My friend and I somehow got on the topic of Ebola and spread of infection today, and naturally thus fell into talking about  the importance of handwashing.  This has been a big deal in our training so far, in the sense that we’re told to always wash our hands first thing when going in to see a patient (and we are marked off for it in our clinical-based tests in ICM if we don’t).  However, this does not necessarily seem to hold true in practice.  I’ve definitely seen providers in the hospital/clinics being pretty casual about handwashing, and not wiping off their stethoscopes after each patient, and not washing their white coats much.  I myself haven’t either (but I also take much more care than most in not touching anything with my white coat and never sitting on anything in the hospital with it because I’m slightly paranoid with that haha).

Anyway, recently, the clinic we both go to for our personal health has started a new program where they give every patient a paper that asks everyone to mark whether each healthcare giver that saw them washed/sanitized their hands before proceeding with the check-up/procedure.  On my last visit, the technician did.  However, my friend’s story was pretty interesting… and maybe a bit alarming if you think about the implications.

It was pretty impressive how he found it out too – a little bit of sleuth work there haha.  But basically, when the nurse came in to see him, she pumped at the hand sanitizer (antibacterial gel) dispenser and rubbed her hands together when she came in.  He then waved the paper at her cheerily and told her he was checking off that she had washed her hands before talking with him.  She then responded with “Yeah, gotta make sure to get that handwashing in!”  or some such thing.  Then when she put her hand on his arm to put on the blood pressure cuff, he noticed that her hand didn’t feel like it should after being rubbed with the alcohol-based gel.  So when she left, he pumped the dispenser to check.  It was completely empty.

I think the part that bothered me most wasn’t the fact that the dispenser was empty, or even that she hadn’t sanitized her hands (although that in itself is a pretty bad thing – most infections in hospitals are actually spread for that very reason – because nurses, doctors, and other healthcare providers don’t wash their hands).  The worst part of that was her attitude – that it was ok, and that it was so ok she could lie to her patients by faking the handwashing and even lying/acknowledging that she did it verbally when it was pointed out to her attention.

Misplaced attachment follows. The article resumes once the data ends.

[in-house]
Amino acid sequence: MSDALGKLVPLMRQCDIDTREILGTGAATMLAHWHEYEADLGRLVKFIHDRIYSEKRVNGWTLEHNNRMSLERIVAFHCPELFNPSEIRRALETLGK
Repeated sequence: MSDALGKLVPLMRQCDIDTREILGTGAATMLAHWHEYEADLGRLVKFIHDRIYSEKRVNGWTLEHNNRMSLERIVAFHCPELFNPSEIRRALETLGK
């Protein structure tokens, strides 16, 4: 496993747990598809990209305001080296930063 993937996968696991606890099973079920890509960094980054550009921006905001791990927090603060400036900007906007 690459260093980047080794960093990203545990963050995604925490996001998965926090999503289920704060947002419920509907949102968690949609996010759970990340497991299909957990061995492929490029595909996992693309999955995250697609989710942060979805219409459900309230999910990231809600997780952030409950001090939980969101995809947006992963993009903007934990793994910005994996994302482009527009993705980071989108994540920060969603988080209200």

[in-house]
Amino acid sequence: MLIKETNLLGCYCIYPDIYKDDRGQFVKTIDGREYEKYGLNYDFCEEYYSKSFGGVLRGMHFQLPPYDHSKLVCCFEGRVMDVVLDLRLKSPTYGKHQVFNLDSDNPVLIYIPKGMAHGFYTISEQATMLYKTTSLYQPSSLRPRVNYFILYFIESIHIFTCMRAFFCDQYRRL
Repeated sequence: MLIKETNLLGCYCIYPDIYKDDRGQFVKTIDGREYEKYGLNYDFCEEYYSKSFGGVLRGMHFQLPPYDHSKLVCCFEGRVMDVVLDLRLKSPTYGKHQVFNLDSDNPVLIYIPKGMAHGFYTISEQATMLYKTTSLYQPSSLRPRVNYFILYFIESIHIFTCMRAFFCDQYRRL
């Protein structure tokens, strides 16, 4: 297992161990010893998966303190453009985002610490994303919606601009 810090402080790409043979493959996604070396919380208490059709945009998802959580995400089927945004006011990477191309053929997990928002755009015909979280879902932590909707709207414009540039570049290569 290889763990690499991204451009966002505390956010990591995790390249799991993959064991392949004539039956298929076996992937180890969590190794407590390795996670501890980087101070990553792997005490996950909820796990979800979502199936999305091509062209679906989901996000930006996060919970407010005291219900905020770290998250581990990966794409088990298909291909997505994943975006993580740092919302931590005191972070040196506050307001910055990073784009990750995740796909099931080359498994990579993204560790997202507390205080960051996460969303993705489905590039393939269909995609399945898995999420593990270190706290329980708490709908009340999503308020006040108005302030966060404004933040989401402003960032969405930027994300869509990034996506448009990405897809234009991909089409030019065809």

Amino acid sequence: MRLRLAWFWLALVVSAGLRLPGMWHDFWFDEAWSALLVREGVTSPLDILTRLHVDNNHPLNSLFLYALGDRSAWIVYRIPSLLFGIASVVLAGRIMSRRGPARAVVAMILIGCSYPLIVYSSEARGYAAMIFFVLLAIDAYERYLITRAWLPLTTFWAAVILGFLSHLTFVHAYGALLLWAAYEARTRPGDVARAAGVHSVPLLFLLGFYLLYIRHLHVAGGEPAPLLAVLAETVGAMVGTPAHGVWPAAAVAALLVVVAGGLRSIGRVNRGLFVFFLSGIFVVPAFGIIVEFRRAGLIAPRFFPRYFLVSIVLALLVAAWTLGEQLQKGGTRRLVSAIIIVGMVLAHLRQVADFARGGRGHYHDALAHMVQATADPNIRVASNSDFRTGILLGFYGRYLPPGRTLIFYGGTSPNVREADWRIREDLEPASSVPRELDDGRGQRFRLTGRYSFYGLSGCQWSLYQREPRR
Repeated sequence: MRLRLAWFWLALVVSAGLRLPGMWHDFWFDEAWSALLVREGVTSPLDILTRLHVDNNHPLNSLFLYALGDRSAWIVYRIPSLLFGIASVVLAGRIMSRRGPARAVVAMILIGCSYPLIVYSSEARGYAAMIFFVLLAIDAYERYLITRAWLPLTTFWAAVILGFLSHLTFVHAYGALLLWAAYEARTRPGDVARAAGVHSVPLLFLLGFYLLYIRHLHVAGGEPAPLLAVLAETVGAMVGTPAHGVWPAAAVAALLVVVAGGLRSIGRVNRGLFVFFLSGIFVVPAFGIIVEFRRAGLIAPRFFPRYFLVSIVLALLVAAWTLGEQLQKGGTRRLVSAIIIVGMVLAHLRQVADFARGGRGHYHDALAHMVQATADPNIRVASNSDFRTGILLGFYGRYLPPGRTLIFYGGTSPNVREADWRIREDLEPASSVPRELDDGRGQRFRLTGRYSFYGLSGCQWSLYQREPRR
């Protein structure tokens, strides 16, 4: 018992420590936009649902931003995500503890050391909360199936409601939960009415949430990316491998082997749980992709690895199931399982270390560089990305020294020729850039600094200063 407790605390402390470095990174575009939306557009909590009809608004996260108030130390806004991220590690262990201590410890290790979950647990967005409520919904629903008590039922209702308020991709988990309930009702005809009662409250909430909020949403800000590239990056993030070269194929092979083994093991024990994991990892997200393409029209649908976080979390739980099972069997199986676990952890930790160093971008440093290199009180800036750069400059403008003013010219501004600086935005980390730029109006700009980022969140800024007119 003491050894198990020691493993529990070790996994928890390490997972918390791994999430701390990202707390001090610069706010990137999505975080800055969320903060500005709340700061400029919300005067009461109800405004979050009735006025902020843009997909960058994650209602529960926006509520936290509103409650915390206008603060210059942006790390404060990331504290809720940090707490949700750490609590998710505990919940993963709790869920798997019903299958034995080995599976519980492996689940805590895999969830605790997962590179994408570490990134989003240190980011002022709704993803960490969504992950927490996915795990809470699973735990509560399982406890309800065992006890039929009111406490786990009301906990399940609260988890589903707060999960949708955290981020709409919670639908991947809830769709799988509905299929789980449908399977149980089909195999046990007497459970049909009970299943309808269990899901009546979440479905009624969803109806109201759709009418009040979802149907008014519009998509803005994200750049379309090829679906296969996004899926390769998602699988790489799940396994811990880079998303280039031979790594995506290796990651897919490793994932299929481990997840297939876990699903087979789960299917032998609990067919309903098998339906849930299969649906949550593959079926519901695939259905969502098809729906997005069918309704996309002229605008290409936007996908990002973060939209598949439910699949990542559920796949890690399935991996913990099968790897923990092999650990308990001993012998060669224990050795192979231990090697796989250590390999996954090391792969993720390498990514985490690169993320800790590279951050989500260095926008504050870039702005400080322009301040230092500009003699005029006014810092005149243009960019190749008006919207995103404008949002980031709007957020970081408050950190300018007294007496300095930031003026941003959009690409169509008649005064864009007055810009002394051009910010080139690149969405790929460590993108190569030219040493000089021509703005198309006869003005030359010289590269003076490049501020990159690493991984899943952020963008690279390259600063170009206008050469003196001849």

That got me thinking.  It would be a really interesting study to empty out all the hand sanitizer dispensers that are conveniently located at/near patient rooms and see what happens. Maybe have cameras over the sinks and see how many times people actually wash their hands in the sinks.  See how long it takes before someone reports that they are empty.  And see how many people actually report it (and how long it takes for a significant portion, or all, people to report it).  Surely it would become a nuisance if their daily routine was interrupted by having to wash their hands before each patient instead of using the convenient hand sanitizers.  Surely the sinks would become crowded or at least people would frequent them much more often.  Surely, surely, especially since we all “know” that handwashing is so important to prevent infections.

But if the way that nurse acted was any indication, perhaps people would not be that careful after all.  Perhaps people would find washing hands so much to be bothersome, and would skip a few in between without washing.  It would be an interesting psychological experiment.  And then it would certainly be interesting to do an outcomes study out of that as well – to see whether or not the number of nosocomial (a fancy doctor’s way of saying “hospital-transmitted”) infections increase significantly during that time period.

I really wonder what the results would be.  What do you guys think with what you’ve experienced?  Hopefully I’m not being too harsh on the healthcare providers here and elsewhere.  At any rate, I think I may have inadvertently helped given my friend a new idea of what he could do with his degree/life with this discussion (health policy), so for that I’m glad 🙂